“Software eating the world” is the basic philosophy behind all of Andreessen Horowitz’s investments. But the Silicon Valley VC has a few specific areas of tech that are lighting up its radar right now.
With $1.5 billion in a new fund to invest in startups, managing partner Scott Kupor told Business Insider about a few areas the firm is super excited about:
- Machine learning and artificial intelligence: “The applications are all across the board,” Kupor said. Chris Dixon led the firm’s investment in Comma.Ai, a self-driving car and artificial intelligence startup. Now it’s looking for more companies that are using machine learning to drive decisions.
- Virtual reality: Andreessen Horowitz already made one successful investment in Oculus, which sold to Facebook for $2 billion. Now, it’s looking at companies that are making VR content. “That’s an area where we’ve been spending a lot of time and you’ll see us do more there now that the platforms are kind of established,” Kupor said. Beyond content, the firm is also looking for companies who are applying virtual reality to industries in ways it hasn’t seen before.
- Enterprise infrastructure: “We continue to think we’re at the early stages of what’s really the transformation happening of enterprise IT. So you’re going to be seeing us doing a lot more storage companies, networking countries, infrastructure applications… All this stuff where you have enterprise buyers on the other end,” Kupor said. Andreessen Horowitz added Martin Casado as a general partner in February to help leads its investments in the enterprise space.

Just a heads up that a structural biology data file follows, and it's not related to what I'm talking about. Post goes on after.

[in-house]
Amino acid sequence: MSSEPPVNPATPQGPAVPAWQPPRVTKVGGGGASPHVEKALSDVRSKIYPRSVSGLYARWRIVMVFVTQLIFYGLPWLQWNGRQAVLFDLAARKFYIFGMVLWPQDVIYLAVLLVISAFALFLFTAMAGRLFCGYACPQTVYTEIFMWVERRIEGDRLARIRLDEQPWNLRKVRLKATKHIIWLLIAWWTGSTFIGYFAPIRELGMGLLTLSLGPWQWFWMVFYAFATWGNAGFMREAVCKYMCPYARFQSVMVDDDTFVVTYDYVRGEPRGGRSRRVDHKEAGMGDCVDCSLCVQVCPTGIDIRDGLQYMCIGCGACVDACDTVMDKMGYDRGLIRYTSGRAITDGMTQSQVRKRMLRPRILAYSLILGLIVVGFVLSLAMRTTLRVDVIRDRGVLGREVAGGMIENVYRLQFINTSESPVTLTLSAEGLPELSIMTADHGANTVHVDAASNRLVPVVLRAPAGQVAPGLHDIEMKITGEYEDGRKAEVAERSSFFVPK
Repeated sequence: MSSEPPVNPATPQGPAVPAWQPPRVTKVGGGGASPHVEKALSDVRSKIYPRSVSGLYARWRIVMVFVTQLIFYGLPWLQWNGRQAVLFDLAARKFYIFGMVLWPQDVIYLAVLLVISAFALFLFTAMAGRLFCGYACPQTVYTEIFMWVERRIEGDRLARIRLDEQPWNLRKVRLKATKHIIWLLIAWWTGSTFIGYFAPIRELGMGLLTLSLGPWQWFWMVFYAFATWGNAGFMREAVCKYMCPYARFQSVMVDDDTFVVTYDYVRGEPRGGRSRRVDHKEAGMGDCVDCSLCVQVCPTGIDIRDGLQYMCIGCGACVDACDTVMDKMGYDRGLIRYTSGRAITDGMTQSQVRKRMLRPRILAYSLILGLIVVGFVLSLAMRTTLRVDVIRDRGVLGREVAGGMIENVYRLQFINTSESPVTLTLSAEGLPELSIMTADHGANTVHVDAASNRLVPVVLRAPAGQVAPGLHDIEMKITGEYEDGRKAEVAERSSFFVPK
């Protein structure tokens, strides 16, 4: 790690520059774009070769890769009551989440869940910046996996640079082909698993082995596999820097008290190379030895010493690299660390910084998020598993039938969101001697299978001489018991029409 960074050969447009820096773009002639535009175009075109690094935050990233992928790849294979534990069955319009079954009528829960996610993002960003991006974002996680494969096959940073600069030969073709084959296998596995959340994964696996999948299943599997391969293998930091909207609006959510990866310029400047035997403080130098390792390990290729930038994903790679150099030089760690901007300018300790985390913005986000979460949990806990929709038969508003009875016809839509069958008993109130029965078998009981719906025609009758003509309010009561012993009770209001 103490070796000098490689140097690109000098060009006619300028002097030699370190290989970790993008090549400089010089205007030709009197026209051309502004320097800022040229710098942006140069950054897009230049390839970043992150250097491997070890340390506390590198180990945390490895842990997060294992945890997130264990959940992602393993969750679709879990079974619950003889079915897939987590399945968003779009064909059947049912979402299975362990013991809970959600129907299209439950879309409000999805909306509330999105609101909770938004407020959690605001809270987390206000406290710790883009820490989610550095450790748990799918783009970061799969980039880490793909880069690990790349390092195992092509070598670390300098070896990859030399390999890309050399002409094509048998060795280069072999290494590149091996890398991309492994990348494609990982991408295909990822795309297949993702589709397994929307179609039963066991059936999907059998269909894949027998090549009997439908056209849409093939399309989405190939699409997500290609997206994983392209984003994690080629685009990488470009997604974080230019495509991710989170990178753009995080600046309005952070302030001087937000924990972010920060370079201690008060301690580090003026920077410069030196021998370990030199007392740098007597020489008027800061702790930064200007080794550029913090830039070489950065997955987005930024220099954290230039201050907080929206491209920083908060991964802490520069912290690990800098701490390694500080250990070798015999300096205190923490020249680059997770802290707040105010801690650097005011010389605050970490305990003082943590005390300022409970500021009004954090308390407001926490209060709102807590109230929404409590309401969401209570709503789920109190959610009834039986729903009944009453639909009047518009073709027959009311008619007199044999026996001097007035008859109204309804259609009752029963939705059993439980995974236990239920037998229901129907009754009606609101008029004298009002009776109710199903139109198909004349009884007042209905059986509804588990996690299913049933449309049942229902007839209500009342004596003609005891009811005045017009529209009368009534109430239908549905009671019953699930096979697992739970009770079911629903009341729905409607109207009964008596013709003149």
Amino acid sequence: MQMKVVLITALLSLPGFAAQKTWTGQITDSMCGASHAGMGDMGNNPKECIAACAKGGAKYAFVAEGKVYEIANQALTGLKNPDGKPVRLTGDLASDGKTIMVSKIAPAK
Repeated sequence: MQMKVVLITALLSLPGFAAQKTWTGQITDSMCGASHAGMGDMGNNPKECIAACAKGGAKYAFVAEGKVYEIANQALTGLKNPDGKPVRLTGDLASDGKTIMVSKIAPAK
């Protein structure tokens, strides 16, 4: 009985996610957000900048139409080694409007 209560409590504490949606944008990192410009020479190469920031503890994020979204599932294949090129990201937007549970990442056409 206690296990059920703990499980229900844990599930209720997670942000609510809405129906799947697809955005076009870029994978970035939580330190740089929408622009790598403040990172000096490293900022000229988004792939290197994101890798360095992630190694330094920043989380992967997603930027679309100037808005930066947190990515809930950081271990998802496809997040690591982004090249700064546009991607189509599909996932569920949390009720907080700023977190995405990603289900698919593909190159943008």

- Financial services: Historically, this hasn’t a big space for the firm, but it brought on Alex Rampell to oversee its investments in fintech. “You’ll see us do things around the lending space, potentially insurance, other things that are happening in financial services we think is really interesting,” Kupor said.
While Kupor called out these four areas specifically, it doesn’t mean the firm is not interested in any company that falls outside the categories. The firm is still looking for entrepreneurs with big ideas that have the software to back it. “For us, we’re always looking for companies where software is the differentiating factor of the business,” Kupor said. “It’s dangerous in this business to red-line areas.”
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